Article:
fresh voices from the front lines of change







Photo credit: Tony Webster / flickr / cc

Earlier this month, still another one-day-wonder of a Twitter storm surfaced and quickly sank in Donald Trump’s America. On January 9, President Trump claimed credit for new figures from the American Cancer Society that show — between 2016 and 2017 —  “the sharpest one-year drop in cancer death rate ever recorded.” Almost immediately, the American Cancer Society politely pointed out that the Trump administration had nothing to do with this encouraging decline.

The new death-rate numbers, American Cancer Society chief Gary Reedy explained, “reflect prevention, early detection, and treatment advances that occurred in prior years.”

Media outlets the nation over rushed to relate the back and forth of this latest Trump Twitter flap, often with a subtle sense of bemusement: just Donald being Donald, making still another wildly exaggerated claim that ought to test the credulity of even his staunchest supporters. End of story.

But this story doesn’t deserve to end there. Something is shaking on the cancer front that needs our full attention. The Trump administration, investigative journalist Sharon Lerner detailed just a few days after the President’s cancer tweet, “is executing an old tobacco industry scheme to dismantle the federal government's ability to protect the public from cancer.” The Trump White House has packed the federal Environmental Protection Agency’s top echelons with free-market fundamentalists who’ve set about “freeing” chemical companies from regulations designed to limit the presence of cancer-causing chemicals in our nation’s air, water, and soil.

These political appointees, Lerner’s reporting documents, are working hand in glove with America’s chemical manufacturers, outfits that have spent $1.4 billion on lobbying over the past dozen years. All those lobbying dollars have paid off. Chemical companies now have their pals running the regulatory show — and more Americans, as a result, figure to find themselves in families fighting cancer.

Americans like Angela Ramirez, a mother in Illinois who traces her personal cancer to a carcinogen known as ethylene oxide. Two years ago, scientists at the Environmental Protection Agency tagged ethylene oxide a clear and present danger and, writes Lerner, proposed a new safety threshold “30 times more sensitive than previous estimates.”

Companies like Dow Chemical — a huge ethylene oxide producer — pushed back against this regulatory threat to their future profits, and Trump political appointees at the EPA joined the pushback. The EPA is now abandoning the standards its own scientists are seeking, “only one of the changes made under the Trump administration,” notes Lerner, “that promise to weaken protections for Americans’ health, many of which were intended specifically to stave off cancers.”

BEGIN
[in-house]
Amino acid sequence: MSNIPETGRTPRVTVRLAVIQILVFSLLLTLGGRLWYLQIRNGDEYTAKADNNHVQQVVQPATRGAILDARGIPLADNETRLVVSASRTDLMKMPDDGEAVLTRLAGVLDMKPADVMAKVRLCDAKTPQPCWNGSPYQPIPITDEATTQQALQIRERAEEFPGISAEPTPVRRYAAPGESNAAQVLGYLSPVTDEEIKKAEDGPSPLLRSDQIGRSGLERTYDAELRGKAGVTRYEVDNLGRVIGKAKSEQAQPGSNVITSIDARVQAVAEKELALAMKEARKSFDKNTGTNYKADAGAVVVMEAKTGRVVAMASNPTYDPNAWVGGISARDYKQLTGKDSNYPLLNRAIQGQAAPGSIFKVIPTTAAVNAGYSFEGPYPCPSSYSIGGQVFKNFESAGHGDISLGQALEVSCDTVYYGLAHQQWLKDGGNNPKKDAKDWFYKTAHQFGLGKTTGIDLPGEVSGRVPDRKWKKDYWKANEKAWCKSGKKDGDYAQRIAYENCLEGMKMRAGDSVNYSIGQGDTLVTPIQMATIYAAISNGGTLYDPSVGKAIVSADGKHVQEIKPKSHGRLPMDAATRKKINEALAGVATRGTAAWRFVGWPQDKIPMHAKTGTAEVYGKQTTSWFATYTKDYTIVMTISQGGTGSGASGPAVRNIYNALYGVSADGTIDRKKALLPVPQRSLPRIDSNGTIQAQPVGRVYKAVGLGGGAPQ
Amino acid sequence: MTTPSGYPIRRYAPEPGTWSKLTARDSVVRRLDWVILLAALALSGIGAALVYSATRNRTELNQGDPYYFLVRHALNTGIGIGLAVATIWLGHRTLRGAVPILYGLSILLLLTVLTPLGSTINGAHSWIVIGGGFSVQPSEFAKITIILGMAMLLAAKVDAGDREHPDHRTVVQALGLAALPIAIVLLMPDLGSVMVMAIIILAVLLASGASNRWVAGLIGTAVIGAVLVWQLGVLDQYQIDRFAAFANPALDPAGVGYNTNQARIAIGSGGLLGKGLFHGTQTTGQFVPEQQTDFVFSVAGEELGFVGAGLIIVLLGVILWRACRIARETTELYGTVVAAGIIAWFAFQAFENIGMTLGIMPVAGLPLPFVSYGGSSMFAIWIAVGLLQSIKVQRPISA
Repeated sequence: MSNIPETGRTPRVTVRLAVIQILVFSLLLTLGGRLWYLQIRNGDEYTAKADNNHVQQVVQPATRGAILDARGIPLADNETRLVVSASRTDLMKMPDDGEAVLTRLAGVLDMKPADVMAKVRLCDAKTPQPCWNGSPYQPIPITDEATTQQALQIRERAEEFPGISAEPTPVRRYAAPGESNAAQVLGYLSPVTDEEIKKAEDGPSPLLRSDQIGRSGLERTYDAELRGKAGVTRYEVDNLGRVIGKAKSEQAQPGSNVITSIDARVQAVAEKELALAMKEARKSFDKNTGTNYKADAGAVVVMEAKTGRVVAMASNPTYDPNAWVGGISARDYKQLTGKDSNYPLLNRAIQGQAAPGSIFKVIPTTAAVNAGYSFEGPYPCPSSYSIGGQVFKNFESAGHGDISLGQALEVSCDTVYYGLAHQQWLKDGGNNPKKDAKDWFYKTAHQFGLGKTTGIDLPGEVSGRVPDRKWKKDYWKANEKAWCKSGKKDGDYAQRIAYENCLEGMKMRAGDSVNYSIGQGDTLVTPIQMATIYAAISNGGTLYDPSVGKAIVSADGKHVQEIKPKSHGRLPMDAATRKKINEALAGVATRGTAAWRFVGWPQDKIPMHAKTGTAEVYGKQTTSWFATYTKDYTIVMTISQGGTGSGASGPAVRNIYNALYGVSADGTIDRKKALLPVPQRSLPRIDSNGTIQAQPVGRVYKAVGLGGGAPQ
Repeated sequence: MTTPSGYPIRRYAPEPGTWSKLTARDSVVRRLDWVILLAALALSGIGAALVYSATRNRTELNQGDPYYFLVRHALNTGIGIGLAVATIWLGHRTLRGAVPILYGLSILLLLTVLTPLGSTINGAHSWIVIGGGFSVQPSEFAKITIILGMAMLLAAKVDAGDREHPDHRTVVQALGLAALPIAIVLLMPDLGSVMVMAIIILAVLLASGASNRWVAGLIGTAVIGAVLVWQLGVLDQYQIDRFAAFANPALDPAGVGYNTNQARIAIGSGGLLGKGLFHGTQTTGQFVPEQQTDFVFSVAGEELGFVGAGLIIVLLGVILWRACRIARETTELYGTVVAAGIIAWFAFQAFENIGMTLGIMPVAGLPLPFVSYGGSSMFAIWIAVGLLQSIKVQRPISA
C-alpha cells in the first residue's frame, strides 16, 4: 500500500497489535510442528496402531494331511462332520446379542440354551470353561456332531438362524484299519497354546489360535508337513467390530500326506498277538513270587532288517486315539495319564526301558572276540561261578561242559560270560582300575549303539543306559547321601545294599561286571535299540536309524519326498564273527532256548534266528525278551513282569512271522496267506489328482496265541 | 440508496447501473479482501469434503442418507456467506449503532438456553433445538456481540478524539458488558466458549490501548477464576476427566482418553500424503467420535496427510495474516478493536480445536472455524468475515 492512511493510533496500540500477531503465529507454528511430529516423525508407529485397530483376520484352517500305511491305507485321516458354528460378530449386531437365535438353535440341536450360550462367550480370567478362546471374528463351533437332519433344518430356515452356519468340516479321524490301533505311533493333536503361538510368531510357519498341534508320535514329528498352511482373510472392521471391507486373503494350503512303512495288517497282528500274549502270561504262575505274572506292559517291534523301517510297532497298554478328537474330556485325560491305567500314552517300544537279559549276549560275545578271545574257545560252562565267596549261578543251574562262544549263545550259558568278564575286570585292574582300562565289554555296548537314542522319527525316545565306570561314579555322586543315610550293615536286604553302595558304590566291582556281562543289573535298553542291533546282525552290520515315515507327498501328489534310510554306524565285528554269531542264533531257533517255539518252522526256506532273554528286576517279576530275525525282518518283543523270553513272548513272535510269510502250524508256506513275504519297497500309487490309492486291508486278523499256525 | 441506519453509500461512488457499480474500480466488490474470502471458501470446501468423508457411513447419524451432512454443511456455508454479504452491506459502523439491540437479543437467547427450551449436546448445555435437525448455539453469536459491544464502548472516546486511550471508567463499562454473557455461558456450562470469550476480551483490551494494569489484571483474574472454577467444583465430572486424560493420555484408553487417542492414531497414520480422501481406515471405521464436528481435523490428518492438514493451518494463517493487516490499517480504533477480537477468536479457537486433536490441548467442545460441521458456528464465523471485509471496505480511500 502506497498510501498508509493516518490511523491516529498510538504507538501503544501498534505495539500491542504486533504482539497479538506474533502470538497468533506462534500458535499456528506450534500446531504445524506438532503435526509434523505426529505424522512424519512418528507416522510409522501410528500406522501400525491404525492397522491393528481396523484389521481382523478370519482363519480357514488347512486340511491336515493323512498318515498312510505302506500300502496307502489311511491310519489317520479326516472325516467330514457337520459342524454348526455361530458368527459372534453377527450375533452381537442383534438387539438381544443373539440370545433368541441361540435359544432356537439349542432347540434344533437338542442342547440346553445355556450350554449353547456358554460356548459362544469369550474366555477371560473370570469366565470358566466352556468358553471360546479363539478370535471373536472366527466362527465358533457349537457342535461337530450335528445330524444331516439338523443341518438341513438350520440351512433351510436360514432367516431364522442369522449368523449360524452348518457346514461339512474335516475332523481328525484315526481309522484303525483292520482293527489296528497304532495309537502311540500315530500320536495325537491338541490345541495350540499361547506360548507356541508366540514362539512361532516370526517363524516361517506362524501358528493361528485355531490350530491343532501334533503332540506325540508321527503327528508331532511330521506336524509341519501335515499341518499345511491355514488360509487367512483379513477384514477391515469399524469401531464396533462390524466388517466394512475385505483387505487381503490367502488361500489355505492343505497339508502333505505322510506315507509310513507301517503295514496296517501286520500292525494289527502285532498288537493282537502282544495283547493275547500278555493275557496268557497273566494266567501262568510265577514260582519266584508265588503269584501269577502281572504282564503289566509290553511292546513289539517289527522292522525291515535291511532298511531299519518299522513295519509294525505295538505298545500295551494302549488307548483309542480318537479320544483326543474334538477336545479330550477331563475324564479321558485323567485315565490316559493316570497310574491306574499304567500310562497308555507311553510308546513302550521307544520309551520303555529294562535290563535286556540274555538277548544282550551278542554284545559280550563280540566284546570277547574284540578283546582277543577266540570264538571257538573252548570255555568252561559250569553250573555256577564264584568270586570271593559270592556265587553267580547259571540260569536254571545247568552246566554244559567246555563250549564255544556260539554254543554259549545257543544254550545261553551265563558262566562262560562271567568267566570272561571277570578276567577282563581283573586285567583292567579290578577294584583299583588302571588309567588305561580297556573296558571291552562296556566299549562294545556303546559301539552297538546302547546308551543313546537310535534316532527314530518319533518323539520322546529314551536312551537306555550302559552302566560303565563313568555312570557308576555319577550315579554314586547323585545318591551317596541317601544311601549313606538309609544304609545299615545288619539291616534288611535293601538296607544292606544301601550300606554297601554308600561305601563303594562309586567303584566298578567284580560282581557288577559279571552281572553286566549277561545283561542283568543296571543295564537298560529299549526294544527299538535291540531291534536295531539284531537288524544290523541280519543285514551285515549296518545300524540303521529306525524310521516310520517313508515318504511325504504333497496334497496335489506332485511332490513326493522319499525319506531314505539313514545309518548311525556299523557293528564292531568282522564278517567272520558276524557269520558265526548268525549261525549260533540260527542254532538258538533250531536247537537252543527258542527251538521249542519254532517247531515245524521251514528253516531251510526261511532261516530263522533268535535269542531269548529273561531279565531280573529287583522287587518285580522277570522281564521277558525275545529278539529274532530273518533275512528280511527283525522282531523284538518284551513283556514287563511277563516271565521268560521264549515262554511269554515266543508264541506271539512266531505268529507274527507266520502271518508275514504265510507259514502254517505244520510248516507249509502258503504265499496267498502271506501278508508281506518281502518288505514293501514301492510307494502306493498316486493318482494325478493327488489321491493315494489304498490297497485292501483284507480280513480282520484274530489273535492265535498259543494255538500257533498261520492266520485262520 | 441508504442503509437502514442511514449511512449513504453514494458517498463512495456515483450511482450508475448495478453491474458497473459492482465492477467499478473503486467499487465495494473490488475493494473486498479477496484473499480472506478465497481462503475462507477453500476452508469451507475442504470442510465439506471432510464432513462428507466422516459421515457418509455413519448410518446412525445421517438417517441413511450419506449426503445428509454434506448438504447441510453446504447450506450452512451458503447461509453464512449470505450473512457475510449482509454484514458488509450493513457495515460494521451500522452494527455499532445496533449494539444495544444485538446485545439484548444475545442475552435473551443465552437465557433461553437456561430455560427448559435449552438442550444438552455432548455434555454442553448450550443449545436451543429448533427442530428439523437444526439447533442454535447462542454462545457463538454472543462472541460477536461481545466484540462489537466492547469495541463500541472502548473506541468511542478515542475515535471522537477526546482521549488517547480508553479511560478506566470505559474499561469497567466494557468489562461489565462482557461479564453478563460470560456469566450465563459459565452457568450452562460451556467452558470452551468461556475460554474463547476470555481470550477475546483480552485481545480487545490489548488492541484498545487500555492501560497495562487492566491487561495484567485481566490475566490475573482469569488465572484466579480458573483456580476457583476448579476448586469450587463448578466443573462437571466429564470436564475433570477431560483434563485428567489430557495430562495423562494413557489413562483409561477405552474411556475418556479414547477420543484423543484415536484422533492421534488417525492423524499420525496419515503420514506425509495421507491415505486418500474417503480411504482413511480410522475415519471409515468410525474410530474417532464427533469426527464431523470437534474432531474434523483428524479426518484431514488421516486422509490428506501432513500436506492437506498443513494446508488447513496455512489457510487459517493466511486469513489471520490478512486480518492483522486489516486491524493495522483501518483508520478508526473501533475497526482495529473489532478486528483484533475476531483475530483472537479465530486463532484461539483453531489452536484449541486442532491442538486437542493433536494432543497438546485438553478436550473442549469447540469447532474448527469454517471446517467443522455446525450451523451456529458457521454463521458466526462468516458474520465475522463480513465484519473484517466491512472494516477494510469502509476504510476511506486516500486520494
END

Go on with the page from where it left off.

Any hands-off approach to fighting carcinogens, freshman member of Congress Rashida Tlaib notes, will particularly devastate the poor communities that already face “disproportionately high rates of air and water pollution.”

“If you really want to see what doing nothing truly looks like, come to my district,” adds Tlaib. “Rows and rows and rows of homes have these little white crosses in front of them, representing cancer, survivors of cancer.”

And what are top execs in America’s chemical industry doing amid this cancerous carnage? They’re making lots of money.

In 2017, the chemical industry’s two biggest companies, Dow Chemical and Dupont, merged in a deal that nearly tripled the compensation of Dow’s Andrew Liveris to $65.7 million.

In 2018, the CEO of the nation’s fourth-largest chemical company, Stephen Angel, pulled down $66.1 million running Linde PLC. Other chemical industry CEOs had to content themselves that year with somewhat more pedestrian pay packages: a mere $15.7 million for Eastman Chemical’s CEO Mark Costa, for instance, and just $14.4 million for Ecolab’s Douglas Baker.

The enrichment of these chemical industry execs — at the same time their companies are battling attempts to regulate their toxic products — represents a far greater scandal than any vain and empty boasting out of the White House. Yet the deregulatory collusion between the chemical industry and the Trump administration continues to go largely unnoticed.

Also largely unnoticed: a counter trend, the emerging efforts to limit the mammoth CEO pay rewards that give top corporate execs — in the chemical industry and beyond — an ongoing incentive to cut corners on product safety and play fast and loose with America’s health.

A week after the Trump-American Cancer Society stats flap, one of those efforts took a significant stride forward in California. After a hearing in Sacramento, state senators have just moved a step closer to passing legislation that would hike the tax rate on corporations with top execs who make over 50 times the pay that goes to their most typical workers.

Last May, the United Steelworkers union noted that the newly merged DowDupont was paying its CEO 249 times more than the company’s median worker.

Average Americans are paying a deadly price for the excessive corporate executive pay packages that incentivize profit-making by any means necessary. If the California legislation becomes law, America’s corporations may finally begin paying a price for continuing that excess.

Sam Pizzigati co-edits His recent books include The Case for a Maximum Wage and The Rich Don’t Always Win: The Forgotten Triumph over Plutocracy that Created the American Middle Class, 1900-1970. Follow him at @Too_Much_Online.

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